Do you love anyone enough to give them your last Rolo?
So much food is sold on sentiment. Browse through any given sample of blogs, cookbooks and recipe columns and you’ll find stories steeped in nostalgia; the memories created by cooking, the promise of unforgettable experiences, the joy individual ingredients can bring.No-one knows this better than the ad men who work for global heavyweights like Nestle, Mars and Cadbury’s. Theirs is the chocolate that’s sold on a slogan – the sizzle not the sausage – working its way into our hearts and stomachs with messages that are striking in their simplicity. If we have a break, we have a Kit Kat, Crunchie has commandeered ‘that Friday feeling and a Yorkie is ‘definitely not for girls’ (although I wouldn’t say no to its manly chocolaty chunks). True, a Flake was sold as ‘the crumbliest, flakiest milk chocolate’, but anyone who watched those ads knows that the real sales driver was the sheer indulgence and secret pleasure it promised to women all over the country.
Going back to the Rolo strapline, we’re presented with a pretty clear proposition; this is chocolate so good, you’d have to seriously love someone to share your last bite. Growing up with an older brother I learnt to safeguard my food from wandering hands, and understand how precious a commodity that final bite of anything can be. Whether it’s the crispiest chip, a crust of bread or a smudge of sauce on the edge of your plate, being robbed of that final mouthful can be a cruel and disappointing thing.
Nowadays Rolos are a bit out of fashion. If you really loved someone, you’d probably be buying them Earl Grey infused truffles made from organic single estate cocoa beans, not thumbing them your last little chocolate cup from its tatty golden foil. But that doesn’t mean we should overlook the classic combination of chocolate and caramel; simple yet seductive, not daring, but delicious all the same.
So here it is, a Rolo for the twenty-first century. Salted butter caramel is stirred through creamy custard to create the richest, most delicious ice cream you’ll possibly ever taste. This is then poured into cups lined with dark chocolate, encased with an additional layer then sprinkled with fleur de sel. This is an ice cream with which people fall in love at first taste, and it’s a relationship built to last. If you love someone enough to make this for them, I guarantee that they will be unable to help but love you back.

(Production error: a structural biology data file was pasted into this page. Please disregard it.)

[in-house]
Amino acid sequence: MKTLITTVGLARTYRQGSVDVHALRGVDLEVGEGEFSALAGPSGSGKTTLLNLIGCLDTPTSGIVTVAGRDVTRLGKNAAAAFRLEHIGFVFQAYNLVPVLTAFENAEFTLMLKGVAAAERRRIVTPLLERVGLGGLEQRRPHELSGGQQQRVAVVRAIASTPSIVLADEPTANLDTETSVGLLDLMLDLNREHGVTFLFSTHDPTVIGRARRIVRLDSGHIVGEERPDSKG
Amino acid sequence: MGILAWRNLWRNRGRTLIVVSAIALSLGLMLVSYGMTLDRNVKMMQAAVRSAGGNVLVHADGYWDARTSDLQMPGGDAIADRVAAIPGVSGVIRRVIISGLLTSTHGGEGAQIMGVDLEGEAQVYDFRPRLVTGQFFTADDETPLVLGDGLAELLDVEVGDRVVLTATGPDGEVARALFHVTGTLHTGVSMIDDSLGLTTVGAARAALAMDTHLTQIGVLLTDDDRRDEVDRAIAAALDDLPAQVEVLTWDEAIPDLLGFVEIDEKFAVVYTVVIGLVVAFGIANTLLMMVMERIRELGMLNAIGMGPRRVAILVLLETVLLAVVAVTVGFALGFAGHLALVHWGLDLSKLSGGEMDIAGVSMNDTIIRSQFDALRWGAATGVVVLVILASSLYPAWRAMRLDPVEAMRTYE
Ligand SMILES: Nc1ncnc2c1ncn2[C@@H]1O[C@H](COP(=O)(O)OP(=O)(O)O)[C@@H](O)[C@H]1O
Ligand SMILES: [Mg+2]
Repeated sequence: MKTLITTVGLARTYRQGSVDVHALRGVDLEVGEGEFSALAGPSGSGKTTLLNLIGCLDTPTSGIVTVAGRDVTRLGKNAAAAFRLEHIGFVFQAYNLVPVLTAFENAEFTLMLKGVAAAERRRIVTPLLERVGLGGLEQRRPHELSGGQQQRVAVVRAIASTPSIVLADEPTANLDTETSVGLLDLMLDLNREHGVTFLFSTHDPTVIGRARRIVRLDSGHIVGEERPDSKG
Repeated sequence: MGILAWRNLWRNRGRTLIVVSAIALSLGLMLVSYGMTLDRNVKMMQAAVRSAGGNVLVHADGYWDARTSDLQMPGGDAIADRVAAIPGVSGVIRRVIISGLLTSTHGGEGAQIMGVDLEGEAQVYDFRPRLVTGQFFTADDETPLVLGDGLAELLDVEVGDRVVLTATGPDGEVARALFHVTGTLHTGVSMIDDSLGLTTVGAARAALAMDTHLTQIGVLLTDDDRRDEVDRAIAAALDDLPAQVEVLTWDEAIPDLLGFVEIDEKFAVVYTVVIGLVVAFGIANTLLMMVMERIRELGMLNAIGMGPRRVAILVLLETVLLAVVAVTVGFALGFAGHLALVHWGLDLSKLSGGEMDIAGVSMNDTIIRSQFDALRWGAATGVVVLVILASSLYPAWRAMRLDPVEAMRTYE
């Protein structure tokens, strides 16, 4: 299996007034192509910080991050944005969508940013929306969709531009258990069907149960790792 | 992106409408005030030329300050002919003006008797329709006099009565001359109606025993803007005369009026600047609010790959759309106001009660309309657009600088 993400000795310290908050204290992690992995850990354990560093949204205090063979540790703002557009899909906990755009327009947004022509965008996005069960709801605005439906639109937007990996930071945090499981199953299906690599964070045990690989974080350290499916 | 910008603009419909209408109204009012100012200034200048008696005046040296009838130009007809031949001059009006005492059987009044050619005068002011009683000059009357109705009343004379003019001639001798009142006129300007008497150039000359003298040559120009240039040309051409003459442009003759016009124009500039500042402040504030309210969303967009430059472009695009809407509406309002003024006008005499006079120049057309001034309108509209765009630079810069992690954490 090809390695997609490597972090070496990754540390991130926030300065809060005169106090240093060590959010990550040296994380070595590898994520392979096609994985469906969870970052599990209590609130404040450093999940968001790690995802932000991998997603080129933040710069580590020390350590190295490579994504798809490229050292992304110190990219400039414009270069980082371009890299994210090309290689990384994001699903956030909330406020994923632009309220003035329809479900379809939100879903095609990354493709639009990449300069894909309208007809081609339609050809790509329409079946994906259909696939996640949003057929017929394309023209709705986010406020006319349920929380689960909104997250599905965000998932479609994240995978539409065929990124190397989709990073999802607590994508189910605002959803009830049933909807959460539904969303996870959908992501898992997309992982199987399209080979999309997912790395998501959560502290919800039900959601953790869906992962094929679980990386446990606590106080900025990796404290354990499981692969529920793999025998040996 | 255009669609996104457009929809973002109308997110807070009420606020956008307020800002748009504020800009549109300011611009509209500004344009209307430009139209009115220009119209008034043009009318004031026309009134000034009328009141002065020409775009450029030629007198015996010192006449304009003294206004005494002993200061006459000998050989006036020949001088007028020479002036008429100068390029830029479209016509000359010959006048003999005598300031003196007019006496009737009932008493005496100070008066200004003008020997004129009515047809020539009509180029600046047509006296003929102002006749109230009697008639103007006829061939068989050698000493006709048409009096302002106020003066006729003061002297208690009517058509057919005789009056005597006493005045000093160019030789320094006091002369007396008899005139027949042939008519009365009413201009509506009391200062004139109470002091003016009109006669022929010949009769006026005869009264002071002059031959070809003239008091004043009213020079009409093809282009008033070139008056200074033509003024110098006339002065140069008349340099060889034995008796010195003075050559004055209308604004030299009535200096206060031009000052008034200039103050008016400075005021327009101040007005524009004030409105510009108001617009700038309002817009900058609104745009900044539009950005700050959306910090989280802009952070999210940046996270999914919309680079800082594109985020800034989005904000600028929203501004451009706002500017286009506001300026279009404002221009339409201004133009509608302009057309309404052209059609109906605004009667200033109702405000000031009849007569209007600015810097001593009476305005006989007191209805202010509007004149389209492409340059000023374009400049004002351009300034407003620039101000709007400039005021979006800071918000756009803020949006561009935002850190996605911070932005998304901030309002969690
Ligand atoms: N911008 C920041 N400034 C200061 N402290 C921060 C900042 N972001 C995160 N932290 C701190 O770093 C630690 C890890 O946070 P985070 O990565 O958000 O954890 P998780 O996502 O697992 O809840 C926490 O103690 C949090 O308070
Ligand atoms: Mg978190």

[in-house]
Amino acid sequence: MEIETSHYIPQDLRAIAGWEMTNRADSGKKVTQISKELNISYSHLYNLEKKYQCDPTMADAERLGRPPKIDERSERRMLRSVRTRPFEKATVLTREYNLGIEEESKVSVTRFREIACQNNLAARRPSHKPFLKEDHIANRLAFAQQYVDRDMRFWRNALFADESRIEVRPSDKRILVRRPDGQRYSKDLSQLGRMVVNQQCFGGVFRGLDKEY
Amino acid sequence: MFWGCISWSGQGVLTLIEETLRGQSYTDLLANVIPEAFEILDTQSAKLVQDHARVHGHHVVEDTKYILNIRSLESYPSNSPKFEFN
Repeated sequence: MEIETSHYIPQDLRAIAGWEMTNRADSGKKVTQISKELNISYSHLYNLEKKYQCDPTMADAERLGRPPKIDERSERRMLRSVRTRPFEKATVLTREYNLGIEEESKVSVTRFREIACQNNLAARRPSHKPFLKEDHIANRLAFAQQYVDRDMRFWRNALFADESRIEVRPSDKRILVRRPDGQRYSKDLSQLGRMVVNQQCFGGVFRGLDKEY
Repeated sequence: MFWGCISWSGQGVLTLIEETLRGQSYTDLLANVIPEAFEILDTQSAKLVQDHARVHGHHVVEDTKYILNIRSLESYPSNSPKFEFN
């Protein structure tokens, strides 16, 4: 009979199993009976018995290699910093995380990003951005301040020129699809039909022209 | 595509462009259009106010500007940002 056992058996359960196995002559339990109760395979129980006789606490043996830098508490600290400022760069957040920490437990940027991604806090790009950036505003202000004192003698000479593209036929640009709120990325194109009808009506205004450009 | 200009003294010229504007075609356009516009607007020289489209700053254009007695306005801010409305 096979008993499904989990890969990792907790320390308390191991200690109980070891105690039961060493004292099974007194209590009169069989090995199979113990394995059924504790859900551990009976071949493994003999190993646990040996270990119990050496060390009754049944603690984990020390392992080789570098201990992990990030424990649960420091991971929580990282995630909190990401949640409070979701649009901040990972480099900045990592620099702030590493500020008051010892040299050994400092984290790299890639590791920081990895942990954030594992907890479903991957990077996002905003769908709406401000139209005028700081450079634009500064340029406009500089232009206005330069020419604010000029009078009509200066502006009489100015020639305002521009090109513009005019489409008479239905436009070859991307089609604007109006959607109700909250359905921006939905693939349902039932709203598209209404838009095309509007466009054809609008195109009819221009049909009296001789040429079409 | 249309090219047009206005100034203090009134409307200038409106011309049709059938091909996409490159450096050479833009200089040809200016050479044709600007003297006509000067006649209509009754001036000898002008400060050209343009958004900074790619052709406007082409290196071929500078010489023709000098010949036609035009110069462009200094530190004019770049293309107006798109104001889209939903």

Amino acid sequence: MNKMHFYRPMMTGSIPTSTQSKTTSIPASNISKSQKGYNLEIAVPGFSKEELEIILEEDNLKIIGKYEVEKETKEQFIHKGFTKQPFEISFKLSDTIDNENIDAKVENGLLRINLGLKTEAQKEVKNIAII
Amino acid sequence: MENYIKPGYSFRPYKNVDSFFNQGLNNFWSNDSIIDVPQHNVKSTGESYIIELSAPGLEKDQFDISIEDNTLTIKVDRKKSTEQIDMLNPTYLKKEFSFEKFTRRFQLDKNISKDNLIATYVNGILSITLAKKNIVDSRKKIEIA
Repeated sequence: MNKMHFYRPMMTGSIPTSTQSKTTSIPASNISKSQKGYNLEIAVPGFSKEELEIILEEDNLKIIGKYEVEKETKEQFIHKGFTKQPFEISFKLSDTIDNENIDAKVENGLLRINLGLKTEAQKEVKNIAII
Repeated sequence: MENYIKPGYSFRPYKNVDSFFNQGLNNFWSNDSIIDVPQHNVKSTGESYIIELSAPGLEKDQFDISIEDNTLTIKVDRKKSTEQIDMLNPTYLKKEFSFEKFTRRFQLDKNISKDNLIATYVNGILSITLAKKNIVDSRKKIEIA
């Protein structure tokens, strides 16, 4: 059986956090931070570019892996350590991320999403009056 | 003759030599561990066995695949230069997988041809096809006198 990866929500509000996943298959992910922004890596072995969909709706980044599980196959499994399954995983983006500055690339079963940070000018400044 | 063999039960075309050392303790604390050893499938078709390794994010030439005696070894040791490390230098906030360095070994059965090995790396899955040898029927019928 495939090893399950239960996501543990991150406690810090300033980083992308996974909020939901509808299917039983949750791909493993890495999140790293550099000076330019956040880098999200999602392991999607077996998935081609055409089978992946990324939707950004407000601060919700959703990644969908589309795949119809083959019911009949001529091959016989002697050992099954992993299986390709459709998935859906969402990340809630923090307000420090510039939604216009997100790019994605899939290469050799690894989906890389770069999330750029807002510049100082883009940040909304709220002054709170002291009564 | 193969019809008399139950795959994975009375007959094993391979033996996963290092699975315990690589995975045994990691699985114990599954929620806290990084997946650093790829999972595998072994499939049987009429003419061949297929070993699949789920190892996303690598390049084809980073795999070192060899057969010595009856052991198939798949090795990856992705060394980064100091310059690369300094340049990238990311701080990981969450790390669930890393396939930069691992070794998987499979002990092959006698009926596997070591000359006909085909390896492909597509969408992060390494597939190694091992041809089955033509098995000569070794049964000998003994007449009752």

Would food would make to win someone’s heart? Do you have friends or family who like to pinch from your plate? And have you ever bought a product just because of the advertising?
Salted Caramel Ice Cream Rolo Cups
(makes 10 – 12 individual portions)
400g good quality dark chocolate
500 ml whole milk, divided
300g golden caster sugar
60g good quality salted butter
½ teaspoon fleur de sel
250ml double cream
5 large free range egg yolks
¾ tsp vanilla extract
Melt 300g of the chocolate and 100g butter in a heatproof bowl over barely simmering water until smooth and glossy. Pour about half an inch of chocolate into the base of two deep silicon muffin cupcake trays (each with six pockets) and brush it up the sides of each pocket with a pastry brush until all sides are coated. Pop in the freezer to chill for 10 minutes, then repeat with a second layer of chocolate so you have a fairly robust shell. Return to the freezer.
Make the ice cream according to instructions here, omitting the caramel praline so as to achieve a super smooth consitency (I couldn’t explain how to make caramel better than David Lebovitz, so I’m not even going to try. His recipe is spot on and pretty much foolproof, so use it).
When the ice cream is churned but still soft, remove the muffin trays from the freezer and fill each chocolate-lined pocket to the top with ice cream. Depending on the size of your trays, you may have a little left over. If so, eat it (or freeze in a small tupperware). Return to the freezer.
Melt the remaining butter and chocolate together. Allow to cool slightly, then remove your ice cream cups from the freezer and cover the top with a layer of chocolate, ensuring it reaches right to the edges. Return to the freezer for at least 30 minutes, or until ready to serve.
To serve, push the individual chocolate cups out of the muffin pockets – they should pop out very easily with a beautiful smooth surface. Sprinkle with a little fleur de sel, if you like, and serve. The caramel in the ice cream keeps it beautifully soft, so when you crack through the hard chocolate shell, a velvety smooth ice cream is revealed beneath.